International LPG & CNG & LNG magazine EUROPEAN .La Spezia Livorno Genova Turin Milan Novara Verona

  • View
    215

  • Download
    0

Embed Size (px)

Text of International LPG & CNG & LNG magazine EUROPEAN .La Spezia Livorno Genova Turin Milan Novara Verona

14

Antequera/Bobadilla

Cartagena

Murcia

Palermo

Valletta

Bari

TarantoNaples

Rome

Ravenna

Ancona

Bologna

La Spezia

Livorno

Genova

Turin Milan

Novara Verona

Innsbruck

Munich

Stuttgart

MannheimLuxembourg

Metz

Frankfurt

Dsseldorf

Cologne

Wrzburg

Nuremberg

PragueOstava

RegensburgPassau

Wels

Linz

Basel

Strasbourg

Venice

Udine

Koper

Trieste

Villach

Klagenfurt

Graz

Ljubljana

Vienna

Bratislava

Katowice

Warsaw

KaunasGdynia/Gdansk

Poznan

Szczecin/Swinoujscie

Frankfurt/OderBerlin

Dresden Wroclaw

RigaVentspils

Klaipeda

Tallinn

HelsinkiHamina KotkaTurku Naantali

Stockholm

Malm

Copenhagen

Hamburg

Hannover

Bremen

AmsterdamUtrecht

Enschede

OsnabrckRotterdam

Zeebrugge

Gent

LiegeBrusselsLille

CalaisDover

Le Havre

Southampton

London

BirminghamHolyhead

LiverpoolManchester

Cork

Dublin

Belfast

Glasgow

Edinburgh

Felixstowe

Paris

Bordeaux

Vitoria

Bilbao

Madrid

Zaragoza

Seville

Algeciras

Sines

Lisbon

Aveiro

Porto

Valladolid

Barcelona

Tarragona

Valencia

PerpignanMarseille

Lyon

Dijon

Antwerp

Rostock

ZilinaBrno

Budapest Arad

Timisoara

Brasov

BucharestConstanta

Sulina

Burgas

Thessaliniki

Athens/Piraeus

Limassol

Lefkosia

Igoumenitsa

Patras

The European Parliament Committee on Transportation and Tourism convened a hearing on the Clean Power for Transport package on 18th June 2013 in Brussels to listen to stakeholder presentations on natural gas, electric and hydrogen vehicles. Associations representing road and non-road transport, cities, regions and the European Investment Bank also made brief presentation and highlighted their various perspectives on the Clean Power for Transport provisions now being debated in Parliament (COM (2013) 18/2), also known as the (proposed) Directive on the Deployment of Alternative Fuel Infrastructures.

The proposed directive lays out ambitious plans to break the alternative fuels chicken and egg syndrome by requiring countries to build fuelling infrastructures for electric, natural gas (CNG and LNG) and hydrogen road-and-non-road vehicles. (LPG is not included as the fuelling infrastructure is deemed sufficient.) The first targets include CNG stations every 150 kilometers and LNG stations every 400 kilometers along what is called the Ten-T European Transport Core Network corridors by 2020. LNG refueling stations for waterborne vessels would have to be available in all maritime ports and inland ports of the TEN-T Core Network. Hydrogen fuelling stations would be built every 300km along the TEN-T Core and 800,000 electric vehicle (EV) charging points would be built Europe-wide. This would amount to a total of, according to the European Commission impact assessment (document SWD(2013) 6-2), 143 hydrogen stations; 139 LNG ports; 144 LNG truck stations; and 654 CNG fuelling stations for an estimated cost of between 5.1 and 10.6 billion. The cost of the infrastructure build-out would be, according to the Directive, left to the member states in both the public and private sectors, with no EU money supporting the targeted build-out.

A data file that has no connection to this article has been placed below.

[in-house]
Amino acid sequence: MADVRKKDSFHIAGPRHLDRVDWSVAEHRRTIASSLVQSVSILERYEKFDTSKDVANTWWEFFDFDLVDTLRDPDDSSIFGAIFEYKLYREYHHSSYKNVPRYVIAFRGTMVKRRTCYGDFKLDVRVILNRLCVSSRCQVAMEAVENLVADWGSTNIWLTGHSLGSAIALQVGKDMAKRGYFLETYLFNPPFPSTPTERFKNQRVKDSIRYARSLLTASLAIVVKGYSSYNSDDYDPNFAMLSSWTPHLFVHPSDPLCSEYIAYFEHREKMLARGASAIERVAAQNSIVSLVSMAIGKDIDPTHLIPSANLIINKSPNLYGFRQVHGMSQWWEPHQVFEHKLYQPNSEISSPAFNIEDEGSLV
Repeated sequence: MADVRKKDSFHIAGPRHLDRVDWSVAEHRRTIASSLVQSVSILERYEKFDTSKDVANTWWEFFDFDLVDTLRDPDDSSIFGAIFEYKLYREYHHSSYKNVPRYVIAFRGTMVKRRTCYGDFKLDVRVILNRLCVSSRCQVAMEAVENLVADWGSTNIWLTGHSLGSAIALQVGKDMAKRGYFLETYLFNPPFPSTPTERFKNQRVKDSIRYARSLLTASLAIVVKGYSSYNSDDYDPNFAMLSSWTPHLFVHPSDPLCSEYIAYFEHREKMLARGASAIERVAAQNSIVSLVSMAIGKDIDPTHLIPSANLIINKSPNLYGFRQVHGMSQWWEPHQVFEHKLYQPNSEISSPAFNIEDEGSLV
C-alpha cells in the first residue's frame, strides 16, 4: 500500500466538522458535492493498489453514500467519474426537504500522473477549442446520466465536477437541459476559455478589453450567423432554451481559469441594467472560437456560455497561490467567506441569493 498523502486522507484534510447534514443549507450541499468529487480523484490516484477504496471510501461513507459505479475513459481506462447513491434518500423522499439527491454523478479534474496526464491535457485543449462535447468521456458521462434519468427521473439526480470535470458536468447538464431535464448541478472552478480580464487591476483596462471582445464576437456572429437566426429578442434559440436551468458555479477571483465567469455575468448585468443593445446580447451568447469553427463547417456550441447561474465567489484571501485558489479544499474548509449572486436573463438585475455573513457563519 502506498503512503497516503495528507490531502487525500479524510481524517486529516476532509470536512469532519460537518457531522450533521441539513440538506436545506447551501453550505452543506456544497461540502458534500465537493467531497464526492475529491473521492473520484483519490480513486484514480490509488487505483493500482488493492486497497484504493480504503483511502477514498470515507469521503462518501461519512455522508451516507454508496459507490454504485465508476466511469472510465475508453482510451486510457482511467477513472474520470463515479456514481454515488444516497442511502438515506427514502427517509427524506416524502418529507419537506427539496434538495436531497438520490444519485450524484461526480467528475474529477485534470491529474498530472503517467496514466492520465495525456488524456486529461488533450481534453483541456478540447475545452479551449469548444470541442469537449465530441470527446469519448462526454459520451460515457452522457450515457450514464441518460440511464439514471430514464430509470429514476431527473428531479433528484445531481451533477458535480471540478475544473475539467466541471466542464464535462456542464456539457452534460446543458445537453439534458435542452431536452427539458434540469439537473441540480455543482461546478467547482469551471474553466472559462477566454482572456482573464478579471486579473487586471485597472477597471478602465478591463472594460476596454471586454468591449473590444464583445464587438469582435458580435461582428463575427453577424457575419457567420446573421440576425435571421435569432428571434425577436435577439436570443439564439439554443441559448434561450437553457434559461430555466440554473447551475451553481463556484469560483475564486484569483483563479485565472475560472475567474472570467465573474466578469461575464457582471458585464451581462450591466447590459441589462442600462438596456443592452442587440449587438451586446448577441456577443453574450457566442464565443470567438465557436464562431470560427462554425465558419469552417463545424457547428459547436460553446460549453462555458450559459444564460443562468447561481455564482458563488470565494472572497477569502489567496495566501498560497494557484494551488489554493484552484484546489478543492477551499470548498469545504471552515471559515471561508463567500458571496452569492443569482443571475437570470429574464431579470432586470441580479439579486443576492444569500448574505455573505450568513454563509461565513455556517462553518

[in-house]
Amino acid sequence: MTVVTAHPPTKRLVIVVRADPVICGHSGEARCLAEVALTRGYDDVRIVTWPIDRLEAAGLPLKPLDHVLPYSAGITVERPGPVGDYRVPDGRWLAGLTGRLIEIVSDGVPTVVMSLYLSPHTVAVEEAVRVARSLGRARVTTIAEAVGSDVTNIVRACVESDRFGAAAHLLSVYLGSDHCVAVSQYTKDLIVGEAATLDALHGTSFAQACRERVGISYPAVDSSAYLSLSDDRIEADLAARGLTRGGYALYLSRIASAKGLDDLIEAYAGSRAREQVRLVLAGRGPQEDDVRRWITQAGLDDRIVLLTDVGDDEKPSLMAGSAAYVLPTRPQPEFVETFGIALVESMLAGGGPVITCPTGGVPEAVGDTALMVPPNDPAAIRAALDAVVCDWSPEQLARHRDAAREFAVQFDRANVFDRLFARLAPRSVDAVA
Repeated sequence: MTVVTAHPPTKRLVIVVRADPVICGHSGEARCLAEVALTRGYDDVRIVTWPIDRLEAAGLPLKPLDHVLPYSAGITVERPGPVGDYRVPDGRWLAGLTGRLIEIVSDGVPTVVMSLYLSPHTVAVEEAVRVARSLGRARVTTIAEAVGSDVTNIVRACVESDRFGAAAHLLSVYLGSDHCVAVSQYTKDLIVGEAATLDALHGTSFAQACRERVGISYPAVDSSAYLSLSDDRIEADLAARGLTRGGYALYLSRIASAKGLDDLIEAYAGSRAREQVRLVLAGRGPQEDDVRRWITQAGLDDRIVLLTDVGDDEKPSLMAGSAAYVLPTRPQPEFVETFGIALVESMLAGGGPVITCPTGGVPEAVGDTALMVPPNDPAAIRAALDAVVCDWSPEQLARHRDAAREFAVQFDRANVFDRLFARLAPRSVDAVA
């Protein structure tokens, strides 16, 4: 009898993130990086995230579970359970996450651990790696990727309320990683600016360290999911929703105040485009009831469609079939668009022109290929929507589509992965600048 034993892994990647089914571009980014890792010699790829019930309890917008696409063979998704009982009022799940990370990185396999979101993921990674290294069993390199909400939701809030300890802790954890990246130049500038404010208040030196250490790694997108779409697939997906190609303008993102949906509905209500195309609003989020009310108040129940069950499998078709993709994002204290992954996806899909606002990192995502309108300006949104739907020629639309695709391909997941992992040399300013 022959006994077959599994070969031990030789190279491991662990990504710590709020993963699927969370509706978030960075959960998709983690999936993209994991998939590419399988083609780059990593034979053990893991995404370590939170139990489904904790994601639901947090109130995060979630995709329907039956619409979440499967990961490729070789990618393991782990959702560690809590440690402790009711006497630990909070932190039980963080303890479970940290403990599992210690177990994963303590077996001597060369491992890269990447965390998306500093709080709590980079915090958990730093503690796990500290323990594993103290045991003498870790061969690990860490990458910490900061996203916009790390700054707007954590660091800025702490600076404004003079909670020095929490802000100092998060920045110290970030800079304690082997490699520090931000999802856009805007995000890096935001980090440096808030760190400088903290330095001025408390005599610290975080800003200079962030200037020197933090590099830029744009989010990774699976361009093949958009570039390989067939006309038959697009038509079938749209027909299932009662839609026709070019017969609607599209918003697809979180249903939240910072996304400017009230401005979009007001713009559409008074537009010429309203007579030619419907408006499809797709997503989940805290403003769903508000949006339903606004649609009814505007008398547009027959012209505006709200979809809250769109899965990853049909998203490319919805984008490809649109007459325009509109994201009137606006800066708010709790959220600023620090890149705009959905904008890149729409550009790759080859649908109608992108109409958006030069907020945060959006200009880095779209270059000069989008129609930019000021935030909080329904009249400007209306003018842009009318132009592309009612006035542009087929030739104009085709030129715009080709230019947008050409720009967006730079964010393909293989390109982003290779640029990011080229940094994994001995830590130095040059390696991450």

After brief presentations divided into two sessions the first on setting optimal targets and the second on societal benefits and costs members of the European Parliament (MEPs) asked questions of the presenters, which revealed clearly what they do and dont know about alternative fuels. The discussions also made clear that potential regulatory barriers and basic financial and timing factors to installing fuelling infrastructures are not being fully addressed in the Directive nor in the Parliament debate.

One MEP took a broad swipe at alternative fuels saying, EVs are not a serious choice because of limited range; CO2 advantages are undetermined unless the fuel is renewable; and CNG and LNG are not an endless resource but the costs are enormous. Another MEP asked what the difference is between LNG and CNG.